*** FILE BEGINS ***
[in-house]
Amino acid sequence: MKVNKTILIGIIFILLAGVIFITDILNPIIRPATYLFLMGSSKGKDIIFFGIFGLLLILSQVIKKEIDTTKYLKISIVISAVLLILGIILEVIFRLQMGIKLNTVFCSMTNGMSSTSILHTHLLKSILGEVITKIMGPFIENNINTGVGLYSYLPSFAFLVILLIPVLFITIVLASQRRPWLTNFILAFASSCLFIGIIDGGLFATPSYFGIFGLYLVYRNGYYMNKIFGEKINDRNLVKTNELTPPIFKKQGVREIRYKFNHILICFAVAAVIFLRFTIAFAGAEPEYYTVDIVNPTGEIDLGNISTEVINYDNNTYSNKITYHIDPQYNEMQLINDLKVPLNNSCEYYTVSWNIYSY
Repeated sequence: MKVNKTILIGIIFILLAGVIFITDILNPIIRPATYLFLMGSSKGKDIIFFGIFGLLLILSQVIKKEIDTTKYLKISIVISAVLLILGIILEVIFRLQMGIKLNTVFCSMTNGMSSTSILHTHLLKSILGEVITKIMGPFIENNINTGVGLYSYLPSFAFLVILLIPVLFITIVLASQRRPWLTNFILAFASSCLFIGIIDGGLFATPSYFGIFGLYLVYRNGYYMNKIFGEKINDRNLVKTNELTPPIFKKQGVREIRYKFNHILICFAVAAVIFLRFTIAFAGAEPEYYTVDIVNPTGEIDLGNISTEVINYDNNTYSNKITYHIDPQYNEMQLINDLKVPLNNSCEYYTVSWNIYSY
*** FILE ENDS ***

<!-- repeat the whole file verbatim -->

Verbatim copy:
[in-house]
Amino acid sequence: MKVNKTILIGIIFILLAGVIFITDILNPIIRPATYLFLMGSSKGKDIIFFGIFGLLLILSQVIKKEIDTTKYLKISIVISAVLLILGIILEVIFRLQMGIKLNTVFCSMTNGMSSTSILHTHLLKSILGEVITKIMGPFIENNINTGVGLYSYLPSFAFLVILLIPVLFITIVLASQRRPWLTNFILAFASSCLFIGIIDGGLFATPSYFGIFGLYLVYRNGYYMNKIFGEKINDRNLVKTNELTPPIFKKQGVREIRYKFNHILICFAVAAVIFLRFTIAFAGAEPEYYTVDIVNPTGEIDLGNISTEVINYDNNTYSNKITYHIDPQYNEMQLINDLKVPLNNSCEYYTVSWNIYSY
Repeated sequence: MKVNKTILIGIIFILLAGVIFITDILNPIIRPATYLFLMGSSKGKDIIFFGIFGLLLILSQVIKKEIDTTKYLKISIVISAVLLILGIILEVIFRLQMGIKLNTVFCSMTNGMSSTSILHTHLLKSILGEVITKIMGPFIENNINTGVGLYSYLPSFAFLVILLIPVLFITIVLASQRRPWLTNFILAFASSCLFIGIIDGGLFATPSYFGIFGLYLVYRNGYYMNKIFGEKINDRNLVKTNELTPPIFKKQGVREIRYKFNHILICFAVAAVIFLRFTIAFAGAEPEYYTVDIVNPTGEIDLGNISTEVINYDNNTYSNKITYHIDPQYNEMQLINDLKVPLNNSCEYYTVSWNIYSY